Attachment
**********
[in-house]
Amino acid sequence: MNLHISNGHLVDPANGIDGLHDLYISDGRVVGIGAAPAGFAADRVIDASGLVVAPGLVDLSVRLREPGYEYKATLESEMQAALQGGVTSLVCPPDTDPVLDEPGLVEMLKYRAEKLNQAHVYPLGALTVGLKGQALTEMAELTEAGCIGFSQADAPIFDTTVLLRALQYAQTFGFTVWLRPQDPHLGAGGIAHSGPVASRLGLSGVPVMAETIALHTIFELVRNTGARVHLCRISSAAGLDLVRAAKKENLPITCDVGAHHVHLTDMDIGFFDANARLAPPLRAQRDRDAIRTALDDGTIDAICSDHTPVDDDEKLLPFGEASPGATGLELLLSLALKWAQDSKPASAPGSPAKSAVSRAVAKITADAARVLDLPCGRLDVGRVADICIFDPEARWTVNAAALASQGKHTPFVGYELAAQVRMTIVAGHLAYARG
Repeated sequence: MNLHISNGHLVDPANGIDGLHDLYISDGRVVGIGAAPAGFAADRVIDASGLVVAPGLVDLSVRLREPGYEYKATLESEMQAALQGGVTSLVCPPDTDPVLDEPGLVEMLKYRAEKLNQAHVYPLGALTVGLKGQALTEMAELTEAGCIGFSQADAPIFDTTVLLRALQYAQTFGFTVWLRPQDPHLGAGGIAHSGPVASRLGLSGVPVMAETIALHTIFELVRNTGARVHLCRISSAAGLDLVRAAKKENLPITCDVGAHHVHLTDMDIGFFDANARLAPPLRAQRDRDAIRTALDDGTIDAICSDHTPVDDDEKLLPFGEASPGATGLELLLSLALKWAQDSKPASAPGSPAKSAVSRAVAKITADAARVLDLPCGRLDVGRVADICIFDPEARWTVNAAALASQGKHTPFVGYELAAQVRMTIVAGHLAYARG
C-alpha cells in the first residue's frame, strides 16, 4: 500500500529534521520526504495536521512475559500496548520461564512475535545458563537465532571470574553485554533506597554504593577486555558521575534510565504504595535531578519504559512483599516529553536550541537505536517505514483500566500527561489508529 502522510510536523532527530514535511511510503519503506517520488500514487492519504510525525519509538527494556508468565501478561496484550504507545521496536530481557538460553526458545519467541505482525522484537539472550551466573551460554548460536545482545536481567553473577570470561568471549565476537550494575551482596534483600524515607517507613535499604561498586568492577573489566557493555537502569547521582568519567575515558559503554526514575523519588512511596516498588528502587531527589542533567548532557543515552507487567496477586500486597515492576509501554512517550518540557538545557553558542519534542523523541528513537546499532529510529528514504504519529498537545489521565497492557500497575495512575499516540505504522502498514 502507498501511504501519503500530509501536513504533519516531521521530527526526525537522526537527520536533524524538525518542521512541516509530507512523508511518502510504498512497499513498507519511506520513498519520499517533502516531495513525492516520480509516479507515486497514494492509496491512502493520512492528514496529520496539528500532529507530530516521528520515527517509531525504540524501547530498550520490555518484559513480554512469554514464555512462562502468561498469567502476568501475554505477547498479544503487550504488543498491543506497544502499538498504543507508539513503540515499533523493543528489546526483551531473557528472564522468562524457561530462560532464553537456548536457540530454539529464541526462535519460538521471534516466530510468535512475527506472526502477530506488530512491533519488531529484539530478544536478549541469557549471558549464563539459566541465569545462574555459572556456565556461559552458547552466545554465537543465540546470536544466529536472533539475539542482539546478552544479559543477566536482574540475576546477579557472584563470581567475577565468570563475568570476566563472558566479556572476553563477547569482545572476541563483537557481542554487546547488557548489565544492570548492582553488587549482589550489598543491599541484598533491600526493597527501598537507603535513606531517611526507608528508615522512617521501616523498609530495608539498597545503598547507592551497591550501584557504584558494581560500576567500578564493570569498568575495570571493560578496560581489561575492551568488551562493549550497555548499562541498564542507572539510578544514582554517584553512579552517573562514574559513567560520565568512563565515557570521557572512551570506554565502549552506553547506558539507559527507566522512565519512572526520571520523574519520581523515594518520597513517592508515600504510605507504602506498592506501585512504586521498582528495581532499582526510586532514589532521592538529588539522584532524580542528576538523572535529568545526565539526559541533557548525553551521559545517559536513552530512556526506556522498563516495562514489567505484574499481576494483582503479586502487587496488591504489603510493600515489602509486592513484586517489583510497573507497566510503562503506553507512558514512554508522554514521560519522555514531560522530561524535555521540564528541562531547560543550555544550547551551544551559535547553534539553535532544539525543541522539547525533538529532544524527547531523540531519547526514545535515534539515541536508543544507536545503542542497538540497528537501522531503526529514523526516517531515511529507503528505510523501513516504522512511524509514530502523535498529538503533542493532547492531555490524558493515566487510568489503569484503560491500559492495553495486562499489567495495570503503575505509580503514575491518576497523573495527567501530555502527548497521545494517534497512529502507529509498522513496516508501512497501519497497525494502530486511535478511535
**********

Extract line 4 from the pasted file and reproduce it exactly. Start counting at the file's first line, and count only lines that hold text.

C-alpha cells in the first residue's frame, strides 16, 4: 500500500529534521520526504495536521512475559500496548520461564512475535545458563537465532571470574553485554533506597554504593577486555558521575534510565504504595535531578519504559512483599516529553536550541537505536517505514483500566500527561489508529 502522510510536523532527530514535511511510503519503506517520488500514487492519504510525525519509538527494556508468565501478561496484550504507545521496536530481557538460553526458545519467541505482525522484537539472550551466573551460554548460536545482545536481567553473577570470561568471549565476537550494575551482596534483600524515607517507613535499604561498586568492577573489566557493555537502569547521582568519567575515558559503554526514575523519588512511596516498588528502587531527589542533567548532557543515552507487567496477586500486597515492576509501554512517550518540557538545557553558542519534542523523541528513537546499532529510529528514504504519529498537545489521565497492557500497575495512575499516540505504522502498514 502507498501511504501519503500530509501536513504533519516531521521530527526526525537522526537527520536533524524538525518542521512541516509530507512523508511518502510504498512497499513498507519511506520513498519520499517533502516531495513525492516520480509516479507515486497514494492509496491512502493520512492528514496529520496539528500532529507530530516521528520515527517509531525504540524501547530498550520490555518484559513480554512469554514464555512462562502468561498469567502476568501475554505477547498479544503487550504488543498491543506497544502499538498504543507508539513503540515499533523493543528489546526483551531473557528472564522468562524457561530462560532464553537456548536457540530454539529464541526462535519460538521471534516466530510468535512475527506472526502477530506488530512491533519488531529484539530478544536478549541469557549471558549464563539459566541465569545462574555459572556456565556461559552458547552466545554465537543465540546470536544466529536472533539475539542482539546478552544479559543477566536482574540475576546477579557472584563470581567475577565468570563475568570476566563472558566479556572476553563477547569482545572476541563483537557481542554487546547488557548489565544492570548492582553488587549482589550489598543491599541484598533491600526493597527501598537507603535513606531517611526507608528508615522512617521501616523498609530495608539498597545503598547507592551497591550501584557504584558494581560500576567500578564493570569498568575495570571493560578496560581489561575492551568488551562493549550497555548499562541498564542507572539510578544514582554517584553512579552517573562514574559513567560520565568512563565515557570521557572512551570506554565502549552506553547506558539507559527507566522512565519512572526520571520523574519520581523515594518520597513517592508515600504510605507504602506498592506501585512504586521498582528495581532499582526510586532514589532521592538529588539522584532524580542528576538523572535529568545526565539526559541533557548525553551521559545517559536513552530512556526506556522498563516495562514489567505484574499481576494483582503479586502487587496488591504489603510493600515489602509486592513484586517489583510497573507497566510503562503506553507512558514512554508522554514521560519522555514531560522530561524535555521540564528541562531547560543550555544550547551551544551559535547553534539553535532544539525543541522539547525533538529532544524527547531523540531519547526514545535515534539515541536508543544507536545503542542497538540497528537501522531503526529514523526516517531515511529507503528505510523501513516504522512511524509514530502523535498529538503533542493532547492531555490524558493515566487510568489503569484503560491500559492495553495486562499489567495495570503503575505509580503514575491518576497523573495527567501530555502527548497521545494517534497512529502507529509498522513496516508501512497501519497497525494502530486511535478511535